Many of the world's biggest companies are failing to devise solid succession plans for the brand-heroes seen as the engines behind their businesses, investors say.
With Apple Inc shareholders still reeling from last week's resignation of Steve Jobs, fund managers are worried scores of other firms lack the contingency plans to cope if scandal, illness or sudden retirement robbed them of their corporate compasses, arresting growth as a result.
"Inevitably, if you are having to do things at speed because of a crisis, you are not necessarily going to be able to get the right or best person for the job," Emma Howard Boyd, head of corporate governance at Jupiter Asset Management, said.
"From my view, it is important to have forward-planning conversations on those issues when things are stable ... because only then are investors going to become better informed when a company finds itself in these difficulties," she said.
Shareholders in Deutsche Bank AG and News Corp have recently seen their shares wobble amid uncertainty over leadership, prompting calls for clearer succession planning in an economy that punishes weak or uncommitted management.
Recognizing the potential damage power vacuums can inflict on staff morale, the Association of British Insurers (ABI) is backing a campaign to push detailed succession planning higher up the corporate agenda.
"An effective corporate governance regime sets out a framework of behavior that encourages a long-term attitude in company management and among shareholders," the ABI said in its response to the European Commission Green Paper on Corporate Governance.
"Europe's corporate governance standards can -- if rightly framed -- make a contribution to financing economic recovery."
Simon Wong, a partner at investment manager Governance for Owners, is one of a growing band of activist investors keen to see greater public dialogue on future or emergency board structures, which can snap into place when required with minimal disruption to strategy or brand.
Retailer Marks & Spencer Plc missed this kind of detailed preparation when a replacement CEO for chairman-elect Stuart Rose could not be found and investors paid the price, Wong said.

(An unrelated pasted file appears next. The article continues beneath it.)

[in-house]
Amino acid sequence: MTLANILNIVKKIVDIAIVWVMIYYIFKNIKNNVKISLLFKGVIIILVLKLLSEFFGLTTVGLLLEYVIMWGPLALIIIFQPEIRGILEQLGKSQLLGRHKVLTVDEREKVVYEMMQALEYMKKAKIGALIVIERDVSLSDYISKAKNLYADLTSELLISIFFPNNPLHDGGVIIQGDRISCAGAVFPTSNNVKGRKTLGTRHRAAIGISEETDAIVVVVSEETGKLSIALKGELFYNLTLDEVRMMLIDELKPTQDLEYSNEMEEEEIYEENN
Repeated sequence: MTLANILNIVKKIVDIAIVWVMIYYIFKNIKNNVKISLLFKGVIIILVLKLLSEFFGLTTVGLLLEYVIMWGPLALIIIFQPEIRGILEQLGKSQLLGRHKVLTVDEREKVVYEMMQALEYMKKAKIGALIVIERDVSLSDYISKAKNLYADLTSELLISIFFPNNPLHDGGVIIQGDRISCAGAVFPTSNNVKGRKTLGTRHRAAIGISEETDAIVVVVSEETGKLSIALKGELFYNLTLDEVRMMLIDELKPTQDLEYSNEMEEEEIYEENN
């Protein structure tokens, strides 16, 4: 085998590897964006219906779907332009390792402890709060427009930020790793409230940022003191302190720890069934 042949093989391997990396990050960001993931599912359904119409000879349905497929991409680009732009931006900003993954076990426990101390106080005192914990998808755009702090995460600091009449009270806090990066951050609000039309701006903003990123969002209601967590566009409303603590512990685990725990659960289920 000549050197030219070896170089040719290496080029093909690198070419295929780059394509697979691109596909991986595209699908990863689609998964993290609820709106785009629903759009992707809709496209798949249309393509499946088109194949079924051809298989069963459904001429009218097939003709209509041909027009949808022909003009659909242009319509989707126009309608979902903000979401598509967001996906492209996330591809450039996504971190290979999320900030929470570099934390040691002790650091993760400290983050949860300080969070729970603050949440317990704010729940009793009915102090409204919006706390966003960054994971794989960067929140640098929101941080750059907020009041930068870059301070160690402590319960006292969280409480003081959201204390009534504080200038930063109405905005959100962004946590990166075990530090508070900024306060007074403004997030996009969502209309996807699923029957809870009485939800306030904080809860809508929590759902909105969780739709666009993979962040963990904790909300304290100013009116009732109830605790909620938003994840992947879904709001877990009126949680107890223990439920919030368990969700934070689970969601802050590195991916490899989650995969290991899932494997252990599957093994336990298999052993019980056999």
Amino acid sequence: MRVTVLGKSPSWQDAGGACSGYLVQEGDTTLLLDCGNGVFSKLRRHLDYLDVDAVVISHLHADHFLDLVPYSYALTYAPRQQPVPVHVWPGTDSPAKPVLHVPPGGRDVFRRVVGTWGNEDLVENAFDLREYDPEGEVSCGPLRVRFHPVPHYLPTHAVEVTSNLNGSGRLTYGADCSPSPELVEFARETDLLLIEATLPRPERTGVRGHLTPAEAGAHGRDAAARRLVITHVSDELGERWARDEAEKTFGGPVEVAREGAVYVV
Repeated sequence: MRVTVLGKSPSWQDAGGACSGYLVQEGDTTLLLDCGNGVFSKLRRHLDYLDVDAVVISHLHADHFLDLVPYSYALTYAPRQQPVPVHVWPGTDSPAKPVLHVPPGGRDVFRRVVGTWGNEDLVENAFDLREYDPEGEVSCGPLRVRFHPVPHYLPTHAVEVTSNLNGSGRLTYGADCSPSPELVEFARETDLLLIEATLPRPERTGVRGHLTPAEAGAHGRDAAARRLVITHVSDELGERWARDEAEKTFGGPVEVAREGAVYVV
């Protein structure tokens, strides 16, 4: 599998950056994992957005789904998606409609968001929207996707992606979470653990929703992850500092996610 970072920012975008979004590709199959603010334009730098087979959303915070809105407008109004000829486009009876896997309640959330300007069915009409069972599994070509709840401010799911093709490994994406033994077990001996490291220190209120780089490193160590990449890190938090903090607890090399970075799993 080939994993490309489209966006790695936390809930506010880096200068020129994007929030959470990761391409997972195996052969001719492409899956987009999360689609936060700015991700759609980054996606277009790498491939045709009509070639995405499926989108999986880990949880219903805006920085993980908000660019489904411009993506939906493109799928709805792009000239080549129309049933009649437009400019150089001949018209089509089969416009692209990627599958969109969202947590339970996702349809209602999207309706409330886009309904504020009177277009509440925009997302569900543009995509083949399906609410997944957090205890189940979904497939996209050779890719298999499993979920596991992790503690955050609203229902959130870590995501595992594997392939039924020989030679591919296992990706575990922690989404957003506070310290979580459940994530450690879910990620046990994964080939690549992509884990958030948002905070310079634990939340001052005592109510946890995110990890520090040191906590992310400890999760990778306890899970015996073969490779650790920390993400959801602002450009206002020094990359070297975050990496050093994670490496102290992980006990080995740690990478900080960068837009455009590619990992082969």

"Management appeared less able as a result of the shufflings and reshufflings to pay as much attention to the business and this hurt the bottom line," Wong said. "2008 was a difficult time for all but they underperformed in marketing, there were reported product mis-steps and the upset seemed to trickle through the group.
Failing to impress
"For me, succession planning is one of a board's key responsibilities, but one which most actually fulfill rather poorly ... While they may review it periodically, say once a year, I don't think many of them really take charge of it the way they should."
But even those companies dealing with succession issues in good time may be failing to impress.
Deutsche Bank's cumbersome plan to replace retiring CEO Josef Ackermann with dual CEOs Anshu Jain and Juergen Fitschen is seen by some analysts as likely to sow discord at one of Europe's most important financial institutions.
Wilco van Heteren, a senior engagement specialist in the responsible investing team at Robeco, said his company was increasingly involved in talks with companies with opaque succession plans to remind them of the importance of clarity when filling senior vacancies.
"The research we have done shows quite clearly that the level of employee satisfaction relating to the way succession is organized is highly correlated with financial performance in the longer term," van Heteren said.
"It is crucial that companies make succession planning a priority, that involves junior managers so they can grow into those executive roles. Because if they don't, companies risk losing their own human capital," he added.
HSBC Holdings Plc, Europe's largest bank, is also no stranger to trouble at the top. Last September it was forced to deny press reports that former CEO Michael Geoghegan -- who championed the bank's crucial Asian expansion -- had threatened to quit unless he was named successor to ex-Chairman Stephen Green.
Delta Lloyd Asset Management Portfolio Manager Angus Steel said international companies often struggled to give minority investors regular executive access in the same way smaller firms could, and minor stakeholders tended to be among the last to know when a management problem crops up.
Until this changes, Steel intends to put his client's money into a tight batch of under-researched, small-cap companies led by individuals who thrive on sparring-partner relationships with their investors.
"It is difficult to predict the future in terms of people and there does need to be more than one important person, but above all you want a highly motivated and passionate CEO who is the leader and visionary of the business," said Steel.
"If he or she is doing the job correctly, they will be empowering and mentoring people and bringing all the relevant stakeholders with them. That is a battle that requires much more transparency," he said.